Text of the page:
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Field Experiments in Tax Compliance (by Dr. Nadja Dwenger)

Tildelt: kr 30 000





2014 - 2014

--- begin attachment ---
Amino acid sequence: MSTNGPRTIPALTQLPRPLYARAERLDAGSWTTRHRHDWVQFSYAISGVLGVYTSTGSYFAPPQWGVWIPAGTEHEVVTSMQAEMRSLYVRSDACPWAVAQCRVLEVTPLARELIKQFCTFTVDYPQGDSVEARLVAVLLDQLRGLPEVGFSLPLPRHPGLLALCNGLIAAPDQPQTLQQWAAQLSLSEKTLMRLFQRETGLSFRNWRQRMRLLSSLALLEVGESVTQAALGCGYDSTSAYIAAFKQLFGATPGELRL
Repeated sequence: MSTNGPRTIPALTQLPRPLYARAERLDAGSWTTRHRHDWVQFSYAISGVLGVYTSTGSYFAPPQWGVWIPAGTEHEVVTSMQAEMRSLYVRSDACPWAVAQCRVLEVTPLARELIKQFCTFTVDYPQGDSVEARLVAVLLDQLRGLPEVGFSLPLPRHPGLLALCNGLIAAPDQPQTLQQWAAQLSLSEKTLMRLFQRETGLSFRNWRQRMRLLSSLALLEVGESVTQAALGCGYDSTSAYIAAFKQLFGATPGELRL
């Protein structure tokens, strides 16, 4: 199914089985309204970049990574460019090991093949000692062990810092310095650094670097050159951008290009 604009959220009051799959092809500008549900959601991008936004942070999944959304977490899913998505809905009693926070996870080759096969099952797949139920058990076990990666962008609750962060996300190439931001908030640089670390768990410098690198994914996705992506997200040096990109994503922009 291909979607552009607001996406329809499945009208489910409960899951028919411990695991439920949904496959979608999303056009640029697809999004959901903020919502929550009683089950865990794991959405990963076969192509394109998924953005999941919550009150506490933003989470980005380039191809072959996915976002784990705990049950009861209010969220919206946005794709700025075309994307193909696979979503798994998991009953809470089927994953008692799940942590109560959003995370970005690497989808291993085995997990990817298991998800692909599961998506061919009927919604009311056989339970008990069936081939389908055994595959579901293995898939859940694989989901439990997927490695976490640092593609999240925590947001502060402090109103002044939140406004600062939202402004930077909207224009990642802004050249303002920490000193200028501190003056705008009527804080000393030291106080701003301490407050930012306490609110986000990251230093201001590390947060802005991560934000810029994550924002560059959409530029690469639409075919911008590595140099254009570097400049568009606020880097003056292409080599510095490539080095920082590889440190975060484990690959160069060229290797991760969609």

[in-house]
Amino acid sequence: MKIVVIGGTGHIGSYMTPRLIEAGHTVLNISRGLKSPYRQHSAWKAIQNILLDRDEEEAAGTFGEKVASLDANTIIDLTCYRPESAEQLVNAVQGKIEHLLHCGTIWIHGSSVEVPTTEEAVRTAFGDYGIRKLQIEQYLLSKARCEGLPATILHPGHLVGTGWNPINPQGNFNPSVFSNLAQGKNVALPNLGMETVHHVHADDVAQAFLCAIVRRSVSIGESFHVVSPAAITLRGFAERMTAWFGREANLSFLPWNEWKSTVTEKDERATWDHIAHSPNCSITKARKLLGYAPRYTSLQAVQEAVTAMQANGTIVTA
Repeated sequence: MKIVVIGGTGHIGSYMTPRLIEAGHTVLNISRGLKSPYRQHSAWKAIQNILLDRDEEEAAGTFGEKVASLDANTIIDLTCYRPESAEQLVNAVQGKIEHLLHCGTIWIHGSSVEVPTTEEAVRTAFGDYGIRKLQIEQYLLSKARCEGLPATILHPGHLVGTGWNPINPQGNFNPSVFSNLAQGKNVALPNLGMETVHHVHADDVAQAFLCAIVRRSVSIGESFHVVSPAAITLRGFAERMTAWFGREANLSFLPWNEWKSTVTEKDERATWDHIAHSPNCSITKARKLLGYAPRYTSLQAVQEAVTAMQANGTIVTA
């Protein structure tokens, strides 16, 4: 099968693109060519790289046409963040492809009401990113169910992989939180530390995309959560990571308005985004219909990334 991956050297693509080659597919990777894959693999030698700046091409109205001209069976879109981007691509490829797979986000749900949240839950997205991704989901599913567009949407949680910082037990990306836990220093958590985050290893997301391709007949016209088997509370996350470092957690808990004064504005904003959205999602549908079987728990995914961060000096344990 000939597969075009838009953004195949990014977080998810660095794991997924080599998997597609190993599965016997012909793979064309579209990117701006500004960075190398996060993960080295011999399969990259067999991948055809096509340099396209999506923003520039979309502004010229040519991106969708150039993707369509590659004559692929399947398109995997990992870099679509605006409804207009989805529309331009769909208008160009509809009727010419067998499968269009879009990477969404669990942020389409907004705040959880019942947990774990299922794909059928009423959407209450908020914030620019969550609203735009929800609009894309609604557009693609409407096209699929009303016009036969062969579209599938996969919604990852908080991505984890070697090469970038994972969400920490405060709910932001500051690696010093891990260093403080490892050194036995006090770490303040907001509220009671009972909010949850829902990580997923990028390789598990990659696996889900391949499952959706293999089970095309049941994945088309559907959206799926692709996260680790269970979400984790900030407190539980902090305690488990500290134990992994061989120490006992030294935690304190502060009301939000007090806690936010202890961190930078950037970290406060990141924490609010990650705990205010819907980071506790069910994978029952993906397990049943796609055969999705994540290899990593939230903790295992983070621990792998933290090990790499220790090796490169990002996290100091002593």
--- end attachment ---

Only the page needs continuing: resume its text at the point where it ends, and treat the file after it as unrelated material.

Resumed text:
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Tax evasion, in particular with respect to income taxes, has recently become a major topic in the political discussion about how to frame a modern tax system. Unfortunately, our knowledge about what motivates individuals to comply with tax laws and regula tions is still rather limited. The main reason for the scarcity of evidence on tax morale and tax compliance is that it is extremely difficult to obtain reliable data that would allow the researcher to characterize the degree of tax compliance of individu als. If, for instance, individuals receive income from certain sources but do not report this income to the tax authorities, the researcher will not be able to uncover the true degree of compliance even if she has full access to the administrative data of the tax authority. The empirical gold standard in research on tax compliance is thus to rely on either laboratory experiments (in which participants' behaviour is studied in a laboratory) or so-called natural randomized field experiments (in which indiv iduals, who do not know that they are part of an experiment, are observed in their natural environment). In such settings, the environment shaping individual incentives for tax compliance vs. evasion is under the control of the researcher. In my researc h I aim at contributing to the very small literature on field experiments in tax compliance and tax collection. In these field studies I am particularly interested in the role of social norms, social networks, and enforcement spillovers.



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